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Candice Bergen, Jane Fonda, Diane Keaton, and Mary Steenburgen in Book Club (2018)


I know that I was supposed to sit back and enjoy the high-end appointments and details to be found in “Book Club,” which are callbacks to the luxury magazine age found in the works of Nancy Meyers (“Something’s Gotta Give”) and Nora Ephron (“You’ve Got Mail”), but during the initial set-up by director Bill Holderman and co-screenwriter Erin Simms, I couldn’t help wondering why this quartet of friends (Diane Keaton, Jane Fonda, Candice Bergen, and Mary Steenburgen) couldn’t have been a bit more diverse either in their composition or in their romantic choices. The adult fairy tale about them reading 50 Shades of Greyand having sexual epiphanies is nothing when compared to the idea that these progressive feminists somehow exist and operate in such a white-washed state. Ultimately, I closed my mental book on the proceedings on this cheap beach fantasy.



Ryan Reynolds and Zazie Beetz in Deadpool 2 (2018)


Deadpool (Ryan Reynolds) is back and he’s doubling down on his brand of fourth wall breaking violent pop cultural riffs. There are no sacred cows here – because the Merc with the Mouth (as he’s dubbed in the Marvel comic books from which he sprang forth) probably killed them all off – but that means that Deadpool is even willing to skewer himself, sometimes quite literally, to stick a particularly putrid joke. David Leitch (“Atomic Blonde”) and his screenwriters (Rhett Reese, Paul Wernick and Reynolds) actually craft a more than adequate narrative around the silly hijinks, based on the idea of Deadpool attempting to save a mutant child (Julian Dennison) from a time-traveling super soldier named Cable (Josh Brolin), but what matters here is that Deadpool is an unkillable adolescent id that lives to test the limits of social order and our tolerance for gore. Personally, that makes him my kind of hero.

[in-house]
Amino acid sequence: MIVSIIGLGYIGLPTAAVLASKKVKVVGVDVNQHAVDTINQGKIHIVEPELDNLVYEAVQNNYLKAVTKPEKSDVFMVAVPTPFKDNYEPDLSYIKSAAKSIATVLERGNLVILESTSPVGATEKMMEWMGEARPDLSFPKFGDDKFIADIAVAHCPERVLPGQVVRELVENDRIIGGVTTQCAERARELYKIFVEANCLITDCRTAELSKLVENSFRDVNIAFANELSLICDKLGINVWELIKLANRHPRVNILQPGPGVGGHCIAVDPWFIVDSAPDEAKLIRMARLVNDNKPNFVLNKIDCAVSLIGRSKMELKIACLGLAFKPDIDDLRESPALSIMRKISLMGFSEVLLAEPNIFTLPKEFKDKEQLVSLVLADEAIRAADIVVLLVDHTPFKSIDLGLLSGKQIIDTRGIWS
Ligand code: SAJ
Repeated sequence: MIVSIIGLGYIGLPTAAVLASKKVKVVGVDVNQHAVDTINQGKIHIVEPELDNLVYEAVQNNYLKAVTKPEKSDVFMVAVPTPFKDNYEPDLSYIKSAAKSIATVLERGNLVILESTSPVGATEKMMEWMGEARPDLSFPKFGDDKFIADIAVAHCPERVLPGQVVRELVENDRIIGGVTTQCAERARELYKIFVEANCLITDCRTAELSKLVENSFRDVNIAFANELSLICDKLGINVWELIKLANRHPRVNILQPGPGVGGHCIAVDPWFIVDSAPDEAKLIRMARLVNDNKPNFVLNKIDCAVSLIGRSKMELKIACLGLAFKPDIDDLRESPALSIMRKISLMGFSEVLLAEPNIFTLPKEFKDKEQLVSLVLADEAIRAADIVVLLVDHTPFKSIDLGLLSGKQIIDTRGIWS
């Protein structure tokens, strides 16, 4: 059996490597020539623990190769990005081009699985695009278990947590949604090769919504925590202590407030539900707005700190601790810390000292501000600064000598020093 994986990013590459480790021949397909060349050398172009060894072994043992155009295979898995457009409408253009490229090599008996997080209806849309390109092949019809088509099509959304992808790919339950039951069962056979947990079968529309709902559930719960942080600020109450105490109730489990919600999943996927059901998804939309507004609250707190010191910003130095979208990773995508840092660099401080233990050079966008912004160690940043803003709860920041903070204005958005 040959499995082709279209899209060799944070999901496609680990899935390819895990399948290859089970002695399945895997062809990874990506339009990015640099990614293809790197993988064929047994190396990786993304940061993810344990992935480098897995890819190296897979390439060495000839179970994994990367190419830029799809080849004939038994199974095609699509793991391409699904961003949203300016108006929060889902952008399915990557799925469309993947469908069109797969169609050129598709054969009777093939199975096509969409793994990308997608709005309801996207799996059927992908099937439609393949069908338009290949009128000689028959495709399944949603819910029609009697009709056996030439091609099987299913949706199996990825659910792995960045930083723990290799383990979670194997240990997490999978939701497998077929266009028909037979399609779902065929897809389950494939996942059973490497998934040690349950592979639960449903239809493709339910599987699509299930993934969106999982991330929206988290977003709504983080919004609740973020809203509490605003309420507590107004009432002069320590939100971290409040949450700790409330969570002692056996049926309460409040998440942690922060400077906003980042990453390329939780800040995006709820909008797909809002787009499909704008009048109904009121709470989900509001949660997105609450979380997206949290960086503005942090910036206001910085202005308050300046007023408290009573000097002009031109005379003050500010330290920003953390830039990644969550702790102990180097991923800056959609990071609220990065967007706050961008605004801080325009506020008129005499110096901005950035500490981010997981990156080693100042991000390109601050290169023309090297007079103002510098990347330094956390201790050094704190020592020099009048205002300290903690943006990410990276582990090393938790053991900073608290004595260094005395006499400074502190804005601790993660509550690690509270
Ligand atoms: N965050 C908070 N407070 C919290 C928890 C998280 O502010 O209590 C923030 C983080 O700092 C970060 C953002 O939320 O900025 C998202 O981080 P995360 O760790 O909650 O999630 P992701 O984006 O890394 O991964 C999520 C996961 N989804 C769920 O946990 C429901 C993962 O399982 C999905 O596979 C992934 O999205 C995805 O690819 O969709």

Rachel Weisz and Rachel McAdams in Disobedience (2017)


I am a late arrival to the fan club of Chilean director Sebastián Lelio, having stumbled upon his 2013 film “Gloria” at a film festival, but the world joined the bandwagon, bestowing this year’s Best Foreign Language Academy Award on “A Fantastic Woman.” The funny thing about prolific storytellers like Lelio is that some projects slip under the radar during their big coming out moments. “Disobedience” made the festival rounds at the same time as “A Fantastic Woman” and failed to catch the same level of attention, despite having recognizable faces like Academy Award winner Rachel Weisz and Oscar nominee Rachel McAdams lip-locked on the poster. The pair play childhood friends brought back together who face renewed backlash from their highly oppressive religious community based on their unquenchable passion for one another. Lelio powerfully captures yet another tale of women seeking to exert freedom and control over their lives in the face of staunch societal opposition. “Disobedience” is an example of the expansive potential of humanity.